St. Anthony - Centura Health

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The St. Anthony Wound Care Center offers a comprehensive approach to wound management employs the latest clinical tools as well as traditional practices. Because each patient we see is unique, we have brought together a highly skilled, multidisciplinary team to design and deliver the best solution. Our physicians include specialists in vascular medicine, infectious diseases, podiatry and plastic surgery. Our care team also includes wound care professionals with expertise from dermatology, cardiovascular care, ostomy care and hyperbaric oxygen therapy, as well as the care of chronic wounds. Every patient's plan is individualized but may include:

  • Specialized wound dressings
  • Debridement, compression therapy
  • Hyperbaric Oxygen Therapy
  • Prescription growth factors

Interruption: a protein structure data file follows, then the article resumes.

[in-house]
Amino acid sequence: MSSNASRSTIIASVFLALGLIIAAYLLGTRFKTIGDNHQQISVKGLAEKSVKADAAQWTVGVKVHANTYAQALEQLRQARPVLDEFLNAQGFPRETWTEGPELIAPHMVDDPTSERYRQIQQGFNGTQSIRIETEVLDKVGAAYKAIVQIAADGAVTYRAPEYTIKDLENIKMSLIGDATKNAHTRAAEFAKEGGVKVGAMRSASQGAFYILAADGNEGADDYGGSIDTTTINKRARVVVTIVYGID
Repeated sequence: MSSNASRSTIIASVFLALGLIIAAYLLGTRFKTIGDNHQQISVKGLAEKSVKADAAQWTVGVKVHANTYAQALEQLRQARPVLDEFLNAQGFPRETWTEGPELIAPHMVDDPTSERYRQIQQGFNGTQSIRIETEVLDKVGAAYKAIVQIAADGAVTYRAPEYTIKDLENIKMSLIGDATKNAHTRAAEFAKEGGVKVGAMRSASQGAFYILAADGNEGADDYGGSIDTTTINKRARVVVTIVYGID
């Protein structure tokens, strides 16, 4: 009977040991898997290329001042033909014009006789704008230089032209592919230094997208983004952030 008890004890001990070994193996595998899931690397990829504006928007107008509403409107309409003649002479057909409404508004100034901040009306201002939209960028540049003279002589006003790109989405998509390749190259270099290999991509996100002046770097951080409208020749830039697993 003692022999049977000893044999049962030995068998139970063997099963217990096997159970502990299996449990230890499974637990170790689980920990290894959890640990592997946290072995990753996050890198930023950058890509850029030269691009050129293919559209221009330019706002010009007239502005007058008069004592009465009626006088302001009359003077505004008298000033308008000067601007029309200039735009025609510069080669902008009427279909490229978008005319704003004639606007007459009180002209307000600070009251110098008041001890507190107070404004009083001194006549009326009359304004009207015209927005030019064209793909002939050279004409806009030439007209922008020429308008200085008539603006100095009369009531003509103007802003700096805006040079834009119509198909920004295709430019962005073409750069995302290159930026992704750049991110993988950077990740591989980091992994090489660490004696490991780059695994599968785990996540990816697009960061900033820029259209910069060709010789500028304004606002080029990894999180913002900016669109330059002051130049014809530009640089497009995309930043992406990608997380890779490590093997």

• Bio-engineered skin grafting
  • Edema management
  • Non-invasive vascular assessment

Patients with a wound that has not begun to heal in two weeks or is not completely healed in six weeks can benefit from treatment at the St. Anthony Wound Care Center. Wounds we treat include:

  • Diabetic ulcers
  • Neuropathic ulcers
  • Pressure ulcers
  • Ischemic ulcers
  • Venous insufficiency
  • Traumatic wounds
  • Surgical wounds
  • Vasculitis
  • Burns
  • Peristomal skin irritations
  • Other chronic, non-healing wounds

The St. Anthony Wound Care Center offers advanced hyperbaric oxygen therapy (HBOT) which helps the body's oxygen-dependent, wound-healing mechanisms function more efficiently. While enclosed in a chamber at greater-than-normal atmospheric pressure, patients breathe pure oxygen, saturating their blood plasma and allowing it to carry from 15 to 20 times the normal amount of healing oxygen to the body's tissues.

Approved indications for HBOT that are currently reimbursed by Medicare, HMOs and other insurance providers include:

  • Diabetic ulcers of the lower extremities
  • Soft-tissue radionecrosis and osteoradionecrosis
  • Chronic refractory osteomyelitis
  • Compromised skin grafts and flaps
  • Actinomycosis
  • Crush injury/acute traumatic peripheral ischemia
  • Progressive necrotizing infections (necrotizing fasciitis)
  • Acute peripheral arterial insufficiency